March 2, 2013
S.F. Choral Artists Walk On the Wild Side
“Even for those of you who have been to many San Francisco Choral Artists concerts, this one is a little on the wild side,” said Artistic Director Magen Solomon at the start of Saturday evening’s performance. Staged in the exquisite St. Gregory of Nyssa Episcopal Church near Potrero Hill, the SFCA performed a series of no fewer than 22 miniature musical gems that composed the second program of its season, called “Voices of Women.”
I initially bristled at the concert’s title, for a program dedicated to women’s music seems to suggest its inherent inability to compete with the “boys” of classical music. However, I was soon swept away by SFCA’s expertly curated and engaging performance.
The concert was divided into seven sections, with one to four songs per unit. The first half was woven together by three Pauline Oliveros compositions, beginning with the strangely evocative and delectable Rock Piece. During the work, every singer tapped two rocks together in a rhythmic pattern unique to each performer. The audience is thus able both to listen to the rocks as a group and to focus in on particularly attractive patterns.
The second Oliveros thread was Humming Piece, which included some audience participation. The choir, each singer humming a unique pitch, surrounded the audience, creating a throbbing sonic orb. While I felt a bit as if I was part of some strange New Age cult, I did enjoy the sensation.
Perhaps the strongest portion of a solid first half was the subsection “Patterns.” It consisted of three whimsical pieces, including the premiere of Composer-Not-in-Residence Eleanor Aversa’s lustrous Probably Helical. Aversa set portions of DNA scientist Rosalind Franklin’s articles to lush harmonies, redolent of Aversa’s time in the Russian Orthodox church.
So often overwrought in other choral works, the use of vocal percussion in Diu Diu Deng was refreshing and delightful.
“Patterns” also included an absolutely charming piece by Chen Yi. The text of Diu Diu Deng discusses a journey by train to look at the tea-picking girls. The music features vocal percussion, marvelously executed by the SFCA singers. So often overwrought in other choral works, the use of vocal percussion in Diu Diu Deng was refreshing and delightful.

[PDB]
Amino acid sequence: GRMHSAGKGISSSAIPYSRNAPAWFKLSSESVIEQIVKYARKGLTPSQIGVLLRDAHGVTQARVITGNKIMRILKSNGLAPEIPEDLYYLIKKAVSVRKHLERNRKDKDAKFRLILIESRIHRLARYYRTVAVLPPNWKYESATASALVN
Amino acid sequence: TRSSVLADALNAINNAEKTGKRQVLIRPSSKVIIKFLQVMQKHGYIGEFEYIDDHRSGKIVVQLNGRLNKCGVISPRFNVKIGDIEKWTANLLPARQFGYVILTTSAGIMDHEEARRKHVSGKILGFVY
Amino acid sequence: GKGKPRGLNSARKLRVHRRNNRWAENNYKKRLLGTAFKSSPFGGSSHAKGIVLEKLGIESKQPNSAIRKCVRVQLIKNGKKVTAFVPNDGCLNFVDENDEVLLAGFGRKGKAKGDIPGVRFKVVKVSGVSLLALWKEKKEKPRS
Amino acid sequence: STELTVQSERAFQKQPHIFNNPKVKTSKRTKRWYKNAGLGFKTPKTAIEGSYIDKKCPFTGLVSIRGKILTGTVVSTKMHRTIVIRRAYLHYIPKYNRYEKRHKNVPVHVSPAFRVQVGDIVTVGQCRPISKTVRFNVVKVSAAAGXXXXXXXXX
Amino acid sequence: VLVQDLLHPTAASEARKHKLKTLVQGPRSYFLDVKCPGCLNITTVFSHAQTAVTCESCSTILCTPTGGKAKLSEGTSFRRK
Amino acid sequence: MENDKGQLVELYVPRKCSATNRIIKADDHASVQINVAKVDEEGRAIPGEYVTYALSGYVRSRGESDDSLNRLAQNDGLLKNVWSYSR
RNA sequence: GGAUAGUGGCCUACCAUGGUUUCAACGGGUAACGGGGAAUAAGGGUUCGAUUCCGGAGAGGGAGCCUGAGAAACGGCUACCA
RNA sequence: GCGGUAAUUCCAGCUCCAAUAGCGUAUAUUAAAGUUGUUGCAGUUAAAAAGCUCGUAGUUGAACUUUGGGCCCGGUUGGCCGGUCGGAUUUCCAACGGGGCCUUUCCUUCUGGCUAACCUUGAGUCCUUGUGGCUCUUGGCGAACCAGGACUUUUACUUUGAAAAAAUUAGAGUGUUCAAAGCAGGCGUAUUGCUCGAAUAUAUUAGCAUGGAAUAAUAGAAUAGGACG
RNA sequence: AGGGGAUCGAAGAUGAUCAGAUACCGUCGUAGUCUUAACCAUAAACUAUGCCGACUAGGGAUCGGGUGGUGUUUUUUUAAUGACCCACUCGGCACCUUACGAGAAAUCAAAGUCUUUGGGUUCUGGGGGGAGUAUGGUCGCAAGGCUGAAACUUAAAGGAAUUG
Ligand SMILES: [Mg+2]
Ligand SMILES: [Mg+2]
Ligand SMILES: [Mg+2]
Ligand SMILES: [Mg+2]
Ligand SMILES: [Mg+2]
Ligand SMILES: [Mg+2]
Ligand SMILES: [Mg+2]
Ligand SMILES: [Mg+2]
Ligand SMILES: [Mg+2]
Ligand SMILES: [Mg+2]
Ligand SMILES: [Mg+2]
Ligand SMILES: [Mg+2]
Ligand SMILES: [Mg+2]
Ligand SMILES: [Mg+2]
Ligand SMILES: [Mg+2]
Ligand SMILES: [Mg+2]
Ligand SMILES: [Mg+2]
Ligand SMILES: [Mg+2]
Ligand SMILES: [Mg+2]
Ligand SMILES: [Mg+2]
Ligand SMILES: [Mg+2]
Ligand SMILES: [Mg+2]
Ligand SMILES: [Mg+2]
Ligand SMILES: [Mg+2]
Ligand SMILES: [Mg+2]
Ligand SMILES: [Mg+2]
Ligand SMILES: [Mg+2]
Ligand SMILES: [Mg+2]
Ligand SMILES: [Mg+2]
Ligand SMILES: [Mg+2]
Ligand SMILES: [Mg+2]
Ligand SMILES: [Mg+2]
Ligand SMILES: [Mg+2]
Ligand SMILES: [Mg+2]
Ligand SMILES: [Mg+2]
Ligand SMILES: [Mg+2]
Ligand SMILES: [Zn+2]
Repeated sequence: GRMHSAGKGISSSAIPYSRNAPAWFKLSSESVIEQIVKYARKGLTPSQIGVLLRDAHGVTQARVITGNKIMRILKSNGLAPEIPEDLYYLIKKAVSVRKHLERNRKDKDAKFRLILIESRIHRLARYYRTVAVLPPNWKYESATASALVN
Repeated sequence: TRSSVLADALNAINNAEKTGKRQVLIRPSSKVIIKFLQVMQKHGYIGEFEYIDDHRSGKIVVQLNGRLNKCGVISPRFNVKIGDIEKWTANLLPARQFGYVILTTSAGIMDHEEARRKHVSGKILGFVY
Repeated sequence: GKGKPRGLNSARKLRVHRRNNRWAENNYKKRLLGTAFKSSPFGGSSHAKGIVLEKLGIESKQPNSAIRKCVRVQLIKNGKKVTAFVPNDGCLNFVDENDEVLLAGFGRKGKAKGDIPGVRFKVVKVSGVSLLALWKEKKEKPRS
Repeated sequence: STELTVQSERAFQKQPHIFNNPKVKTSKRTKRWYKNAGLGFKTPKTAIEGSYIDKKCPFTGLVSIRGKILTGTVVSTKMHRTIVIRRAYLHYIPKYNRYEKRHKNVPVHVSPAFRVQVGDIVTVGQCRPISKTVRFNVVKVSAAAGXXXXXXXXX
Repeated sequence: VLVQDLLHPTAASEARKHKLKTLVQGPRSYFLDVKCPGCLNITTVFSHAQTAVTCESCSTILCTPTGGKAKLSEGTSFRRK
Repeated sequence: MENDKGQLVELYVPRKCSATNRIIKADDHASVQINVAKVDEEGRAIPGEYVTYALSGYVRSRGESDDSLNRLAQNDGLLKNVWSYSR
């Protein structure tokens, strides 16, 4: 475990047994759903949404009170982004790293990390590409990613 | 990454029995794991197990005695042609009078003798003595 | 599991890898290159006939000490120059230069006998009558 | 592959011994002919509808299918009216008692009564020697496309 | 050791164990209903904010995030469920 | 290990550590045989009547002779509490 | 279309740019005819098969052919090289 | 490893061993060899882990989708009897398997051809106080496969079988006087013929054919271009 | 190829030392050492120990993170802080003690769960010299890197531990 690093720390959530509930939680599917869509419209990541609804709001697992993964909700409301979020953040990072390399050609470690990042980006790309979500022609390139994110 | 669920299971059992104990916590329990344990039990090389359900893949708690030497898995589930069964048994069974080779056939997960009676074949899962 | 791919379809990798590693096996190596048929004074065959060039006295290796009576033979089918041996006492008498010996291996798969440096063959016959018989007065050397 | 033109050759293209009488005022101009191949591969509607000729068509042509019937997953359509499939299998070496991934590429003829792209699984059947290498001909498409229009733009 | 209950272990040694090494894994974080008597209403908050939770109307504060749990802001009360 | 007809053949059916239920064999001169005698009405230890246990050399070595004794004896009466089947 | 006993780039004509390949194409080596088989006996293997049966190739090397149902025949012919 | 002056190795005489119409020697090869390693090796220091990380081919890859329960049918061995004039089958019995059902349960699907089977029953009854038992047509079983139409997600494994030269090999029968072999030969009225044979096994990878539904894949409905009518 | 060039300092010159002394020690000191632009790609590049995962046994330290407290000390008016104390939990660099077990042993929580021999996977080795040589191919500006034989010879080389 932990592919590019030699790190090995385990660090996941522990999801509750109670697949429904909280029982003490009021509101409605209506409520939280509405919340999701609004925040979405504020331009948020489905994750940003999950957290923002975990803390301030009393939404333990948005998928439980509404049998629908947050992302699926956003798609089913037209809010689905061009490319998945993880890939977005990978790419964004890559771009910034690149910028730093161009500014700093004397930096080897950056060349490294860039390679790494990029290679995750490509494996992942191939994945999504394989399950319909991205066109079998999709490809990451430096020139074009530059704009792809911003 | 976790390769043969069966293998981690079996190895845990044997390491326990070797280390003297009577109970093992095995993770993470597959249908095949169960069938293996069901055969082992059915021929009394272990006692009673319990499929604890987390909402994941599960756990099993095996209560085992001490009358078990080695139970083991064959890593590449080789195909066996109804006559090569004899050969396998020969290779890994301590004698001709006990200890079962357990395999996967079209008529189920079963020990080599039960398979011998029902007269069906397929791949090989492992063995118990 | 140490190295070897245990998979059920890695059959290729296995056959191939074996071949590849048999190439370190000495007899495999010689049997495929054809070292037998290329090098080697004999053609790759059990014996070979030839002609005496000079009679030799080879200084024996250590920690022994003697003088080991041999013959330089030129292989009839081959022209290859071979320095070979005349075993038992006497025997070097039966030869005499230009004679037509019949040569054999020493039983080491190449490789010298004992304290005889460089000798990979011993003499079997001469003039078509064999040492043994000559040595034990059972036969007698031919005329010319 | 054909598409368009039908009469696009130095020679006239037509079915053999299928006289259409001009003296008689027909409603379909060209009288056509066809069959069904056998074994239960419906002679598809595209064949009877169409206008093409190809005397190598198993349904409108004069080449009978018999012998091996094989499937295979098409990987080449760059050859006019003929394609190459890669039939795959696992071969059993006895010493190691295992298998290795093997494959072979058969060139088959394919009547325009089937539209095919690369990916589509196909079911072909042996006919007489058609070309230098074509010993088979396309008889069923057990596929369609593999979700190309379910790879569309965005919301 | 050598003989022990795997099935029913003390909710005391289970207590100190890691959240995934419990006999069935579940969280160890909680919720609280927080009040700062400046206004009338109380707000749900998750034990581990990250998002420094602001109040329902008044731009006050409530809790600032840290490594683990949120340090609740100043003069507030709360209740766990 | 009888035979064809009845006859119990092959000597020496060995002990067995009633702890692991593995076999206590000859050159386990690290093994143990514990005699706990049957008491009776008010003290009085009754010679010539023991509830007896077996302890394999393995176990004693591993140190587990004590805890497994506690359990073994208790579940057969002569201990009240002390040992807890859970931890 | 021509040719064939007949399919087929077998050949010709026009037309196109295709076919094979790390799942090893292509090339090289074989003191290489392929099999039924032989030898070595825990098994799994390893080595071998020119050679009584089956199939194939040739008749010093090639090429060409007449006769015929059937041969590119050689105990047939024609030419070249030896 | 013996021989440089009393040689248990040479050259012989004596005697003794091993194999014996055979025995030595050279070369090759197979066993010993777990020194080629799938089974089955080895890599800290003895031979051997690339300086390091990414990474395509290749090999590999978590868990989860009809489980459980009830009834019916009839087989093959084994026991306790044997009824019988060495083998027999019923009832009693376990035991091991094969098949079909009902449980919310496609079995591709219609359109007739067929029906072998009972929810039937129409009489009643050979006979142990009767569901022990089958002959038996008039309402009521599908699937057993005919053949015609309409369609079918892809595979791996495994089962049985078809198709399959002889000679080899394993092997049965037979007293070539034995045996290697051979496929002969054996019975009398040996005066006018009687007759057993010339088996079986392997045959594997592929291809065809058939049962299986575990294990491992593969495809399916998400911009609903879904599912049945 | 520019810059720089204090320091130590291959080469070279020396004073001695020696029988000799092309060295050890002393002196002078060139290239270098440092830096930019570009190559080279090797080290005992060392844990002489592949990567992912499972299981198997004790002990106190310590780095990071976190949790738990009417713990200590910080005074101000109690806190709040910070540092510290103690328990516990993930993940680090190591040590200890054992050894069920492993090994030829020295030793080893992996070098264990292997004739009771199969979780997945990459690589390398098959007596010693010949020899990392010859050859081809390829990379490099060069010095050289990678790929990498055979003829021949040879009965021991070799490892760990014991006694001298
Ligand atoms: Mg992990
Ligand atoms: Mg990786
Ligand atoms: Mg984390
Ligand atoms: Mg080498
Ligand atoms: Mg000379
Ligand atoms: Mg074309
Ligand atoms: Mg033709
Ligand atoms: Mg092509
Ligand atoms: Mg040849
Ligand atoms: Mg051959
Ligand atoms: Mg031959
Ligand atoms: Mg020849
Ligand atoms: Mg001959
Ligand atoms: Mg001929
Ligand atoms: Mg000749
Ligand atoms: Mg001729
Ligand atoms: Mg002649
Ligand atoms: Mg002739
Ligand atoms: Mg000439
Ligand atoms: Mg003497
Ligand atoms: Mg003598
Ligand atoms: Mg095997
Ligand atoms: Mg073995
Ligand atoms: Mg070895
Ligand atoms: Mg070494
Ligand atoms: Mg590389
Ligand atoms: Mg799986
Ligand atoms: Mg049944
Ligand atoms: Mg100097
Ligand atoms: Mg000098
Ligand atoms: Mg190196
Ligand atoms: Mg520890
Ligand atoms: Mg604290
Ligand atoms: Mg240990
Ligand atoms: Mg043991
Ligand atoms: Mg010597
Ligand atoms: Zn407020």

The final piece of both “Patterns” and the first half was Oliveros’ amusingly odd Sound Patterns. Like the composer’s other offerings, this work challenges the listener’s conception of what “music” consists of, but does so in a decidedly warm and funny manner.
The low point of the first half was another world premiere, this one by Composer-In-Residence Mark Winges. Although anima gaia did not lack appeal, it simply did not shine as brightly as its compatriots. Its faults rested largely in the composer’s use of nonsense sounds, which might be described as Pat Metheny-esque. While I attempted to focus on the bubbly waves of verdant harmonies, my mind kept wandering back to Winges’ perplexing use of these sounds. Whatever the composer’s intent, their constant presence left me bewildered.
Emily Jiang’s use of tone clusters created shimmering overtones that became an aural representation of moonlight.
The program’s second half featured its own set of musical jewels. In addition to Britten’s opulent Hymn to St. Cecilia, which featured the bright, crystalline voice of soprano Carol Walker, the second half also brought Vaclav Nelhybel’s curious piece, Mary, Molly, and June, as well as Leanne Daharja Veitch’s darling Black-eyed Susan.
Two pieces about the moon by Bay Area composer Emily Jiang shone especially brightly in a subsection dedicated to “Night.” Jiang’s use of tone clusters created shimmering overtones that became an aural representation of moonlight. Jiang’s sense for text-setting (assuredly driven by her experience as a poet) is impeccable.
Although SFCA’s soprano section occasionally struggled in the higher registers, and the tenors sometimes sounded a bit pinched, this concert was absolutely fantastic. A performance by S.F. Choral Artists exemplifies contemporary choral music at its best. And Solomon’s feel for programming is superb, so if this is her “wild” side, I hope she keeps listening to her feral instincts.
Maggee VanSpeybroeck holds two masters in musicology and ethnomusicology from the Eastman School of Music and a bachelor of music in vocal performance from the University of Kansas. She works as the Arts Program Coordinator for the Cypress String Quartet and in her spare time, she enjoys singing at local Irish music sessions as well as pursuing her study of the Irish concertina.
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